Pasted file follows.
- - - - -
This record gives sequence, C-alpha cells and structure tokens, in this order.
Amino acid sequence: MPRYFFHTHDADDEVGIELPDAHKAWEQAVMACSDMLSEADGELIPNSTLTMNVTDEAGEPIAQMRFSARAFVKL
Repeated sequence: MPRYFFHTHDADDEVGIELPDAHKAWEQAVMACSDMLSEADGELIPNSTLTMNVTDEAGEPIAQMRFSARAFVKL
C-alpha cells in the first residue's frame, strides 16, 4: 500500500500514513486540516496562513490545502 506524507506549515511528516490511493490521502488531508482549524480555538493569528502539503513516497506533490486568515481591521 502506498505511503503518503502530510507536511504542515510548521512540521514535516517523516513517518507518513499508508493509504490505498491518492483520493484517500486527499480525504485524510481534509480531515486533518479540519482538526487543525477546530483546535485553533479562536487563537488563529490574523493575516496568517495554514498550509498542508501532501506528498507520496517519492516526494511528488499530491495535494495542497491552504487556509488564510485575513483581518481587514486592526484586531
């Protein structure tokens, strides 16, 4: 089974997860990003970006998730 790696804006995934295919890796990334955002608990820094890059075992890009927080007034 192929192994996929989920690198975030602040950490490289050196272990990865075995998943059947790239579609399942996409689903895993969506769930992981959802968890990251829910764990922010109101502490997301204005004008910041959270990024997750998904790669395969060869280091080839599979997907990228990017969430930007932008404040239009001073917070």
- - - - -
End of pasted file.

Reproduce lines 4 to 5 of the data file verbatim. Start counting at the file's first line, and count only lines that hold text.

C-alpha cells in the first residue's frame, strides 16, 4: 500500500500514513486540516496562513490545502 506524507506549515511528516490511493490521502488531508482549524480555538493569528502539503513516497506533490486568515481591521 502506498505511503503518503502530510507536511504542515510548521512540521514535516517523516513517518507518513499508508493509504490505498491518492483520493484517500486527499480525504485524510481534509480531515486533518479540519482538526487543525477546530483546535485553533479562536487563537488563529490574523493575516496568517495554514498550509498542508501532501506528498507520496517519492516526494511528488499530491495535494495542497491552504487556509488564510485575513483581518481587514486592526484586531
């Protein structure tokens, strides 16, 4: 089974997860990003970006998730 790696804006995934295919890796990334955002608990820094890059075992890009927080007034 192929192994996929989920690198975030602040950490490289050196272990990865075995998943059947790239579609399942996409689903895993969506769930992981959802968890990251829910764990922010109101502490997301204005004008910041959270990024997750998904790669395969060869280091080839599979997907990228990017969430930007932008404040239009001073917070």